Forest UCM PnCP
Air Resistance (A Damping force that depends on velocity (F(v)))
Newton's second law
Consider the impact on solving Newton's second law when there is an external Force that is velocity dependent
Frictional forces tend to be proportional to a fixed power of velocity
Linear air resistance (n=1) arises from the viscous drag of the medium through which the object is falling.
Quadratic air resistance (n=2) arises from the objects continual collision with the medium that causes the elements in the medium to accelerate.
Air resistance for rain drops or ball bearings in oil tends to be more linear while canon balls and people falling through the air tends to be more quadratic.
Linear Air Resistance
Example: falling object with quadratic air friction
Consider a ball falling under the influence of gravity and a frictional force that is proportion to its velocity squared
Find the fall distance
Here is a trick to convert the integral over time to one over distance so you don't need to integrate twice as inthe previous example
The integral becomes
Another block on incline example
Charged Particle in uniform B-Field
Consider a charged particle moving the x-y plane in the presence of a uniform magnetic field with field lines in the z-dierection.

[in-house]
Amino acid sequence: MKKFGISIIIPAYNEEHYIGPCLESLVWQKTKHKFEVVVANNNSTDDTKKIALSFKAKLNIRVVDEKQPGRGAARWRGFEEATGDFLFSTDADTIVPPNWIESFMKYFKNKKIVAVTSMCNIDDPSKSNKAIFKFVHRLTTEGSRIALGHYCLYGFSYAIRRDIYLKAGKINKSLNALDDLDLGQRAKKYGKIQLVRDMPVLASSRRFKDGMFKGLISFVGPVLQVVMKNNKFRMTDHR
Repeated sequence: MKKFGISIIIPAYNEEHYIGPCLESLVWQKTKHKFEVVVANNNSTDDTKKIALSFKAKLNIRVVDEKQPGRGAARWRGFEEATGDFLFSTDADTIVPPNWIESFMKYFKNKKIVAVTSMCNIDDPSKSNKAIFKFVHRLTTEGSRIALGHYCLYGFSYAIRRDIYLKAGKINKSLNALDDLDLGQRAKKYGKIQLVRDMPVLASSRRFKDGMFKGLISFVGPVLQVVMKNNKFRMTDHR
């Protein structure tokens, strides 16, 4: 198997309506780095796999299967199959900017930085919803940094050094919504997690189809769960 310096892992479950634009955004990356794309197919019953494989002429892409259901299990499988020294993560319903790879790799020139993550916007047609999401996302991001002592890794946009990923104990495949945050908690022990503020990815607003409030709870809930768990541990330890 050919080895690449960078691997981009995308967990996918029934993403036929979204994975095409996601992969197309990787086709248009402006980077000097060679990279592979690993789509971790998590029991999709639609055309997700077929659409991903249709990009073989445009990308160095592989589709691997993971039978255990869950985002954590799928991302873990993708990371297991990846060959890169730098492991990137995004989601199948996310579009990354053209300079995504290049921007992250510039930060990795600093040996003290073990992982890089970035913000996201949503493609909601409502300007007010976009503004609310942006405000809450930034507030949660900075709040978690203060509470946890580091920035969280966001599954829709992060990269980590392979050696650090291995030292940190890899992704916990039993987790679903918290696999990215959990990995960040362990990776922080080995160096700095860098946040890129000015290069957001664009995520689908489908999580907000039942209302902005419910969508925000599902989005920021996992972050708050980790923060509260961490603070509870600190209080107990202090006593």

- Lorentz Force
- the work done by a magnetic field is zero if the particle's kinetic energy (mass and velocity) don't change.
No work is done on a charged particle forced to move in a fixed circular orbit by a magnetic field (cyclotron)
Apply Newton's 2nd Law
- Motion in the z-direction has no acceleration and therefor constant (zero) velocity.
- Motion in the x-y plane is circular
- = fundamental cyclotron frequency
Then we have two coupled equations
determine the velocity as a function of time
- = complex variable used to change variables
the complex variable solution may be written in terms ofand
The above expression indicates thatand oscillate at the same frequency but are 90 degrees out of phase. This is characteristic of circular motion with a magnitude of such that
Determine the position as a function of time
To determine the position as a function of time we need to integrate the solution above for the velocity as a function of time
Using the same trick used to determine the velocity, define a position function using complex variable such that
Using the definitions of velocity
The position is also composed of two oscillating components that are out of phase by 90 degrees
The radius of the circular orbit is given by
The momentum is proportional to the charge, magnetic field, and radius